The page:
Former pacer feels five-bowler theory is reaping rich rewards for visitors in Sri Lanka
Colombo: Impressed with India's aggressive brand of cricket in the two Test matches so far, former Sri Lanka pacer Chaminda Vaas yesterday said that the five-bowler theory is reaping rich results for the young visiting side.
Trailing the three-match series, India came from behind to humble the islanders by 278 runs and deny Kumar Sangakkara a fairytale ending in his swansong as the visitors drew level the rubber at 1-1. Vaas said the Indian unit has played good cricket to turn it around.
'Rebuilding under Kohli'
"It is good that India are playing aggressive cricket. All good sides do, especially when they play with five bowlers. They are rebuilding under Virat Kohli and I like their aggressive brand of cricket," said Vaas.
"At Galle, they got bogged down after the match turned against them. But they didn't let that happen again. Sri Lanka will have to play very good cricket to try to beat them again," he added.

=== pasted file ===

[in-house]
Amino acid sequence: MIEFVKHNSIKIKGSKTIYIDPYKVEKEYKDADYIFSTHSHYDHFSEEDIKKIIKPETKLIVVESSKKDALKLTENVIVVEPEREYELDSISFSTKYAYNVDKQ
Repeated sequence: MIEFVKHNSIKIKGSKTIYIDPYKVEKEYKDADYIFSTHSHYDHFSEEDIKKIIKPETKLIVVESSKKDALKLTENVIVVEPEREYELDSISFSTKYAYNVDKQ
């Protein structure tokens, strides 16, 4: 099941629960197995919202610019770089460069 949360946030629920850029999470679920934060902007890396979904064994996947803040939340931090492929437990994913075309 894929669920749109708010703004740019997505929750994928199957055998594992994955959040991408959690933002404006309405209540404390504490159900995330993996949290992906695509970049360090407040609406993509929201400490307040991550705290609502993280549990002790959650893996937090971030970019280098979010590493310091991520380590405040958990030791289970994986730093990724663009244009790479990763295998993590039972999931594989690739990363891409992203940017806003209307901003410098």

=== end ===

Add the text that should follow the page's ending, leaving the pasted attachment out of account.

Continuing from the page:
If Ishant Sharma gave India the crucial breakthroughs at the P Sara Oval then it was Amit Mishra (4-43 in the first innings) and Ravichandran Ashwin (5-42 in the second innings) who really turned it around for the visitors.
Amit Mishra (left) celebrates the wicket of Tharindu Kaushal with skipper Virat Kohli on Day Five of the second Test against Sri Lanka at the P Sara Oval in Colombo on Monday. Pic/Solaris Images
Vaas praised India on persisting with their five-bowler theory after the first loss. "Playing five bowlers gives a certain balance to the teams. But that is not always possible. Then different combinations are tried out. There may not be proper all-rounders in there, but all good sides have players who can perform dual roles," said Vaas.
"For Sri Lanka, Kumar Sangakkara was an all-rounder, keeping wickets and performing with the bat as well. That allowed us to play an extra batsman or bowler for many years when he used to do both those roles," he added.
Batting last problematic
If India faltered in their tricky chase during the first Test then Sri Lanka caved in while chasing a mammoth 413-run target. Vaas said that indifferent targets are difficult to chase in the final innings of a Test.
"Batsmen tend to struggle in fourth innings whenever they are facing indifferent targets. It was a high total for Sri Lanka and they couldn't cope with it. Something similar happened with India in Galle too. They were just chasing 176, a very small total, but they got bogged down and paid the price," he said.